(Robert J. Wicks, Streams of Contentment: Lessons I Learned on My Uncle’s Farm, 2011, 214 pages.)
In our age of distraction, dissatisfaction, and designed obsolescence, Robert Wicks’ latest book is a prophetic challenge to allow God to lead you beside the still waters, or, in Wicks’ language, beside “steams of contentment.” Wicks’ latest offering is a small book: barely 200 pages that are each much small than the pages of a typical book. But, as Seinfeld taught us to say, “Not that there’s anything wrong with that!” Too many books need editing and are far longer than necessary, so less is sometimes more, inviting us to slow down and savor the text.
Wicks’ theme of allowing ourselves to relax beside streams of contentment reminds me of a column Barbara Brown Taylor wrote a few years ago for The Christian Century about her experience with the practice of walking a labyrinth. She said, “I can still choose the spiral journey that leads me deeper into the life I have instead of the linear one that promises me a way out of it.” The grass is, indeed, not always greener on the other side. Wherever we go, Wicks reminds us, we are invited to enter more deeply into the life we already have, to be more fully present to the situation in which we already find ourselves, to give ourselves permission to rest beside streams of contentment.
As an example of the spiritual exercises scattered throughout the book, Wicks challenges readers to
Allow myself a few moments each day in silences and solitude, in my own mental forest with a stream in it, where I can simply breathe, relax, and be, and can known in my heart that I have enough for now to be at peace…yes, to know I have enough, I am enough. (109)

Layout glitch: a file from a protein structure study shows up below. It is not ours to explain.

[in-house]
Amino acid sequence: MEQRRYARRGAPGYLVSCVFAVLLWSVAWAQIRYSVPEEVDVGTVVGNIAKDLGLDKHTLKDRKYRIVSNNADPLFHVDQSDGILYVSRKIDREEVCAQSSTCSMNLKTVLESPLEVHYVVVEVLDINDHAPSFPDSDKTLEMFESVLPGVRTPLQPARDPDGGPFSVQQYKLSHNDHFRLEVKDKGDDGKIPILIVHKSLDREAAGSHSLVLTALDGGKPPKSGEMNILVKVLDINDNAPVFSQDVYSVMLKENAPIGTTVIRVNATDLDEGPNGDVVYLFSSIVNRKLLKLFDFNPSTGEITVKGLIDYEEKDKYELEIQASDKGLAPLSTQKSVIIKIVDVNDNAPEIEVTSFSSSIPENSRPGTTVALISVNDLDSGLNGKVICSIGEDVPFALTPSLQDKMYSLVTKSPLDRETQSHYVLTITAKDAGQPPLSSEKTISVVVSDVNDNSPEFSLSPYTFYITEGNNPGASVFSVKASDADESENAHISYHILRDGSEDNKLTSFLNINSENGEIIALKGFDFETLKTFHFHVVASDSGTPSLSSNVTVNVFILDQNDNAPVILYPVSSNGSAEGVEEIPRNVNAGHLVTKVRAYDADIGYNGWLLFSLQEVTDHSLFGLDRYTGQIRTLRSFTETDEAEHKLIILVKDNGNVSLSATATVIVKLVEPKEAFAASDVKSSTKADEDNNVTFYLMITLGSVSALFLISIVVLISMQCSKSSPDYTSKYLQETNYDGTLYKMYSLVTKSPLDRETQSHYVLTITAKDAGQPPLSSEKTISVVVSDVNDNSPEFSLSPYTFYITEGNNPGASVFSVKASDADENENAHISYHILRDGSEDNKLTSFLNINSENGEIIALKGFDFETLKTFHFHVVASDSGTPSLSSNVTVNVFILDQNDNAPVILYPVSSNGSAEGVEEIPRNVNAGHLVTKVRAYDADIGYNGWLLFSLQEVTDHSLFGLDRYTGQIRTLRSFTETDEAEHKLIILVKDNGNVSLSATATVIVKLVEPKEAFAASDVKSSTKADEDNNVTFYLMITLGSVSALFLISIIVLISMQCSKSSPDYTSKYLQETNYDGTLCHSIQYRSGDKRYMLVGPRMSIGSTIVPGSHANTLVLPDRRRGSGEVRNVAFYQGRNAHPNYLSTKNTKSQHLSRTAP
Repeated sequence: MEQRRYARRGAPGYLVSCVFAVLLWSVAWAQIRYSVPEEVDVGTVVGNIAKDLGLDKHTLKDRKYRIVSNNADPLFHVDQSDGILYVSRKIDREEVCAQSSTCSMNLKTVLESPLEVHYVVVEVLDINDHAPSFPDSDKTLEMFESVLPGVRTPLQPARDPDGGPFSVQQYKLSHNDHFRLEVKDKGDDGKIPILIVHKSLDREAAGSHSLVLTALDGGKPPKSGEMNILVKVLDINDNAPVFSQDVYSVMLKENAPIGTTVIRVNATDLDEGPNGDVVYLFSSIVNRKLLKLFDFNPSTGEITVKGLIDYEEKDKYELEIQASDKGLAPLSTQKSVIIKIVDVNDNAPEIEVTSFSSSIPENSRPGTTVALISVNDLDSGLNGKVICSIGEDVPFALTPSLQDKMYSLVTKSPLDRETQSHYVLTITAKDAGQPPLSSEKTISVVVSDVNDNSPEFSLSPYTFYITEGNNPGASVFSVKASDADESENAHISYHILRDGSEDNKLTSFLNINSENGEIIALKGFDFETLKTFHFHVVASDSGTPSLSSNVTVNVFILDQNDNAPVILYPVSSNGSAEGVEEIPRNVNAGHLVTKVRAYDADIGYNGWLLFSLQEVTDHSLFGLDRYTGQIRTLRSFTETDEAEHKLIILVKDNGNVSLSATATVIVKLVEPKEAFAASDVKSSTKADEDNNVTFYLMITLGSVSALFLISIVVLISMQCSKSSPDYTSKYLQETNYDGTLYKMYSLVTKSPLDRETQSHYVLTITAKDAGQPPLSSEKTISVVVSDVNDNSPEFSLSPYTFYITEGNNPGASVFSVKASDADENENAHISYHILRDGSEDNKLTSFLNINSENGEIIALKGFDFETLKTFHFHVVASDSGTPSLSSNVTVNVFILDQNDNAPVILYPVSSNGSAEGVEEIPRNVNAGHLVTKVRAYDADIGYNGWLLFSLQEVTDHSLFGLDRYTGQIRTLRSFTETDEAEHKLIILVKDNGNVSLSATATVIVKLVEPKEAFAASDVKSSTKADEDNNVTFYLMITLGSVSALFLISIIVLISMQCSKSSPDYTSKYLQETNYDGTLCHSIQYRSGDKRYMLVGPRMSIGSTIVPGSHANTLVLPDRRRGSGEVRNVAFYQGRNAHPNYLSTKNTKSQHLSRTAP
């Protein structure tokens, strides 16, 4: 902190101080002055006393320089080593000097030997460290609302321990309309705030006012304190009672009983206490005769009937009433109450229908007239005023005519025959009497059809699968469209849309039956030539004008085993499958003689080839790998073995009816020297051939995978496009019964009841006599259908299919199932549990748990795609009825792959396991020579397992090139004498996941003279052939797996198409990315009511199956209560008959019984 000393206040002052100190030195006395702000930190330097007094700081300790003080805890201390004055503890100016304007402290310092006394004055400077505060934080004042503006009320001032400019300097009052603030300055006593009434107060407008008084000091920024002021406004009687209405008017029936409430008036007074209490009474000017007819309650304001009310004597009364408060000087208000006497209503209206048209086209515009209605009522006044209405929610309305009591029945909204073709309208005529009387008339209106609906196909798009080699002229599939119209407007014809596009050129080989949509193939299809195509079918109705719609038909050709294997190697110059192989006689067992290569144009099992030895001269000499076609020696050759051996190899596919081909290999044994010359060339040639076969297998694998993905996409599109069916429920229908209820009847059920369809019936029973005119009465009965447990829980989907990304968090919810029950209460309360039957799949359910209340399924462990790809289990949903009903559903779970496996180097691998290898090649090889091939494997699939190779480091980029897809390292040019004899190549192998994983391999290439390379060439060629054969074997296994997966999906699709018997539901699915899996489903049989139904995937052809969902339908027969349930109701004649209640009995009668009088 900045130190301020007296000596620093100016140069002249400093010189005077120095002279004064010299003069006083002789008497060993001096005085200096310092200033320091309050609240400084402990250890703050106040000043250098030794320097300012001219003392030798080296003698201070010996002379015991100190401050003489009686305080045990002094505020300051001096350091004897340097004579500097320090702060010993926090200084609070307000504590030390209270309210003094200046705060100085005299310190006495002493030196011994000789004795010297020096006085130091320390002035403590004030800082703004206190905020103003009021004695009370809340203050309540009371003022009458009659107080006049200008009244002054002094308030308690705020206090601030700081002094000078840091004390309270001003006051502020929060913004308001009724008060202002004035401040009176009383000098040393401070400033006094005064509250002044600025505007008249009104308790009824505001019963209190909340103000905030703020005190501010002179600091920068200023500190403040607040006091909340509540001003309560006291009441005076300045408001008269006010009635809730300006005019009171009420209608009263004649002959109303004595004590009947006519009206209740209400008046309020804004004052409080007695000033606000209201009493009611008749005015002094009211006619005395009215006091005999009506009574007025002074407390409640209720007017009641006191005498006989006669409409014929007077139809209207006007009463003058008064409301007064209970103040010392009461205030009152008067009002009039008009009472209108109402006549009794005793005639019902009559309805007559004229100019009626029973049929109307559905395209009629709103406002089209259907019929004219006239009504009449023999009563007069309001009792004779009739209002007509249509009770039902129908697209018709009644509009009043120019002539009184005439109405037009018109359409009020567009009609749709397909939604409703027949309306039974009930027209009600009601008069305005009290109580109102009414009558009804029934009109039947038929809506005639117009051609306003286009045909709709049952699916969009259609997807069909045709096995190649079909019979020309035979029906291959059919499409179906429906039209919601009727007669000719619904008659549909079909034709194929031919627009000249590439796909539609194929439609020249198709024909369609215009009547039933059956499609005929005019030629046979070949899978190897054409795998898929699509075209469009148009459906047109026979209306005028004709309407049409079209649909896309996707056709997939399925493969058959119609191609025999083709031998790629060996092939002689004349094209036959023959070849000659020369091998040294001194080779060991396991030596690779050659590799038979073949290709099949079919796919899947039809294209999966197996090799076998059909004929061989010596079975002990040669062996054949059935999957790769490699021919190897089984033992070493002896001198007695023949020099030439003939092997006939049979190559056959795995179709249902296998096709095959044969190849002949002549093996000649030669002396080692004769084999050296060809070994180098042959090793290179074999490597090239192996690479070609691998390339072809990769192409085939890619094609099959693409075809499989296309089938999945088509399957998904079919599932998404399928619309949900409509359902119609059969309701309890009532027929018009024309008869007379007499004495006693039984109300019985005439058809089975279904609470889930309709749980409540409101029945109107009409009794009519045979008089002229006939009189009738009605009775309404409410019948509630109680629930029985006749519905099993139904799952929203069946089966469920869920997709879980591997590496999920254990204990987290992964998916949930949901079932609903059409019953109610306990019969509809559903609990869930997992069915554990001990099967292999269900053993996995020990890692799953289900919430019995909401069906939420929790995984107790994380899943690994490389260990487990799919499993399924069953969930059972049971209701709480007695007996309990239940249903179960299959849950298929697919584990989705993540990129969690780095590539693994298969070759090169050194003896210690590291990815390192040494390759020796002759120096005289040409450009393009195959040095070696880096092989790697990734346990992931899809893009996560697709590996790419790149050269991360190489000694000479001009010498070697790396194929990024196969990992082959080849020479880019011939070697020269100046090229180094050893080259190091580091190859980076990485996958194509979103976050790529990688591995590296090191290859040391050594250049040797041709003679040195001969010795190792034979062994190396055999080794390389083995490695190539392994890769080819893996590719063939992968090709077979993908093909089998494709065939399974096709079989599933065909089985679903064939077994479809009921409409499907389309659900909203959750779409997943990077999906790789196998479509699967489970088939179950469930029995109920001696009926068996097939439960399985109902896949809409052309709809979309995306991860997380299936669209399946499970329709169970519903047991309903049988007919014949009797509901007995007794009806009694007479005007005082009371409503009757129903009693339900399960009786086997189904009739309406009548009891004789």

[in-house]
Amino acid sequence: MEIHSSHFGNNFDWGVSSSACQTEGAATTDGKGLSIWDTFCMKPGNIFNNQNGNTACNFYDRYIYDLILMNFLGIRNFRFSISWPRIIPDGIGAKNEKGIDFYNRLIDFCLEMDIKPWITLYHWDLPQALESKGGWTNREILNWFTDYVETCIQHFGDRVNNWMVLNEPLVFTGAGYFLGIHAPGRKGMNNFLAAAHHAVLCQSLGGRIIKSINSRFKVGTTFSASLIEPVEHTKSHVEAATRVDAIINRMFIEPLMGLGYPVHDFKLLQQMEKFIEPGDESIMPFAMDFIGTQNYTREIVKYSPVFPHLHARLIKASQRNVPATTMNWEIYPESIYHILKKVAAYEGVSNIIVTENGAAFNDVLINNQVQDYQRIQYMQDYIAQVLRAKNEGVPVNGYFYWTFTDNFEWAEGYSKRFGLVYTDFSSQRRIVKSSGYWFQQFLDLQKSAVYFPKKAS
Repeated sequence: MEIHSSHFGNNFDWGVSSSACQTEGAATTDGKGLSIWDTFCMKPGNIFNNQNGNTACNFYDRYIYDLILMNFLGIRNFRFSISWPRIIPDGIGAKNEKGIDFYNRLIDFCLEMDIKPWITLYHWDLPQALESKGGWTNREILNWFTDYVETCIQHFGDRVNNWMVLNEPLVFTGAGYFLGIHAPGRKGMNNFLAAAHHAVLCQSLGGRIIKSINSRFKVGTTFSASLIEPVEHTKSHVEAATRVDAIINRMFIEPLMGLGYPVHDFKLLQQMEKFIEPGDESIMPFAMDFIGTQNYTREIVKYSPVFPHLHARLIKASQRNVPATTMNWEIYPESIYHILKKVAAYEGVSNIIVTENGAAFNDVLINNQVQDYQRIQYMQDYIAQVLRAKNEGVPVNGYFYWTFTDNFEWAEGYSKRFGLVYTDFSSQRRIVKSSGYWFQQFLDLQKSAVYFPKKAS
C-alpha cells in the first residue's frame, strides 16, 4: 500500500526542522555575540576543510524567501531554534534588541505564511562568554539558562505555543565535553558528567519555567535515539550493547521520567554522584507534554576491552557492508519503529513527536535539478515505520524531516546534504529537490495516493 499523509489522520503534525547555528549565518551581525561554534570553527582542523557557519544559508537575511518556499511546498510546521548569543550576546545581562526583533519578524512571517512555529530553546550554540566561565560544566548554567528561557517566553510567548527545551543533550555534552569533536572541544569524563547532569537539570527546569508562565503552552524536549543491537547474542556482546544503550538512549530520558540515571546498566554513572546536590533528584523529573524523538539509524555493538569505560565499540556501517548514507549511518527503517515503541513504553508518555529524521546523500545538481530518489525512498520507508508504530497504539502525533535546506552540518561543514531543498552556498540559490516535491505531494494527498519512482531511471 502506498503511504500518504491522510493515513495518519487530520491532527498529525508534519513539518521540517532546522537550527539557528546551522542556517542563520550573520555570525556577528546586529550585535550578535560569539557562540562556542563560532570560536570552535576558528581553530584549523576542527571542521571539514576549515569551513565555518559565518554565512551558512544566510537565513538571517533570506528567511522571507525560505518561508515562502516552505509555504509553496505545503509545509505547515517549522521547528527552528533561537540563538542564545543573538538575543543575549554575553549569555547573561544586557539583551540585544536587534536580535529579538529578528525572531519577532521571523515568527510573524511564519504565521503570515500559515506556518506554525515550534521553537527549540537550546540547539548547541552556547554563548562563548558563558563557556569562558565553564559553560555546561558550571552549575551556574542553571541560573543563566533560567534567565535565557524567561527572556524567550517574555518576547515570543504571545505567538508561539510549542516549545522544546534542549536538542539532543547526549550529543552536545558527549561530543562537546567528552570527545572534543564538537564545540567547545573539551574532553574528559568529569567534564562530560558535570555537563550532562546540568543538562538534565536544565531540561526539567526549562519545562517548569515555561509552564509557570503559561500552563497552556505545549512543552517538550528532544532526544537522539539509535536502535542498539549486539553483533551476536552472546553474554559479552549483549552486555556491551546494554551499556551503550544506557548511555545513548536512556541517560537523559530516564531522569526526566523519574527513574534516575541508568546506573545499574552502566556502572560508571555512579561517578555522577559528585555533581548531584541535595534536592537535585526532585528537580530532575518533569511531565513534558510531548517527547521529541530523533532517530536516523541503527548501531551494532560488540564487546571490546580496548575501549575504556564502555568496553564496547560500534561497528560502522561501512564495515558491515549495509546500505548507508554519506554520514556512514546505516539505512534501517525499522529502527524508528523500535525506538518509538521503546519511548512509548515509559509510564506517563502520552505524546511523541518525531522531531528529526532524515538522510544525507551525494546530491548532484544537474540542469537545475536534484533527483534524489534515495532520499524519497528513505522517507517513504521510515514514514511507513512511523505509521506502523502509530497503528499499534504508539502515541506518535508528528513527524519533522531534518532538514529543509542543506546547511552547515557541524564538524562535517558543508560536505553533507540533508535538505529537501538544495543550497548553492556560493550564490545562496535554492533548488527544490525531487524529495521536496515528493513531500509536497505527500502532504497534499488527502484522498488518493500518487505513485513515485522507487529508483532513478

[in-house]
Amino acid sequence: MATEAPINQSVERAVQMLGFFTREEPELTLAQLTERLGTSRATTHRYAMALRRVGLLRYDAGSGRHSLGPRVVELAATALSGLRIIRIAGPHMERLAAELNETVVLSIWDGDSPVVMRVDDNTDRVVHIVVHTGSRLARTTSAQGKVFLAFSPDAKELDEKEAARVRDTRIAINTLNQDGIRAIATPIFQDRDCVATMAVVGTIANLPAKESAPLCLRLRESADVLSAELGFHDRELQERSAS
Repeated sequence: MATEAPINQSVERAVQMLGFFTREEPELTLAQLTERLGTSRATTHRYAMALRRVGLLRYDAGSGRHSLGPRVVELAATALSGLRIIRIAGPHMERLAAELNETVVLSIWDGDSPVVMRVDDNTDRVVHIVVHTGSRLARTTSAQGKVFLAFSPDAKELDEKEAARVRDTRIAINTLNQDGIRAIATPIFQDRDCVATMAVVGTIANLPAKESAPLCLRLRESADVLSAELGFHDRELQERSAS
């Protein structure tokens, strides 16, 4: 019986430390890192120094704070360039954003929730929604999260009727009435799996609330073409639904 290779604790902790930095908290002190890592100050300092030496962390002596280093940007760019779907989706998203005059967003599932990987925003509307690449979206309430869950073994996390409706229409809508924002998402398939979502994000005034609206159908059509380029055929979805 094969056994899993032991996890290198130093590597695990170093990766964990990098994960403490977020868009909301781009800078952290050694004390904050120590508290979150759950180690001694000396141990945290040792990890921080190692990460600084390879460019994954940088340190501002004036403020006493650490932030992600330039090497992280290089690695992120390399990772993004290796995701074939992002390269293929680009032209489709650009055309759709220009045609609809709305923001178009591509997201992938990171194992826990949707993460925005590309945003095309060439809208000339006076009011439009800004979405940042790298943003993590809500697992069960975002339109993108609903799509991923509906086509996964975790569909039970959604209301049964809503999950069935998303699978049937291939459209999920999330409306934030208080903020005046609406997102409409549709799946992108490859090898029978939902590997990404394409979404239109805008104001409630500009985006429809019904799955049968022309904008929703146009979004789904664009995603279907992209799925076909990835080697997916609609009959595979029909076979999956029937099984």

As the old adage goes, “enough is as good as a feast.”
Also, in this time of disappointment with the Obama administration and trepidation regarding the Occupy protests, I also appreciated Wicks’ theme of “Have low expectations…and high hopes” (71).
To help cash the check promised in the subtitle, the book additionally includes an invitation for “Spending Thirty Days ‘in the Country’ on Retreat.” Each day includes a short reflection and “simple practice.” This monthlong set of spiritual exercises is alone perhaps worth the price of admission.
The book concludes with “Twenty Questions on the Streams of Contentment” (209-210). I will close this book review with the two that resonated with me most strongly:
Can you embrace the paradox of gratefulness each day, so you can realize the truth that to those who are appreciative more will be given?
Are you able to whisper to yourself at the beginning and end of each day, “Life is a gift. I am a gift. Thank you. Thank you.
This book review is a part of the Roundtable at the Patheos Book Club. Visit the Book Club for more free resources related to this book.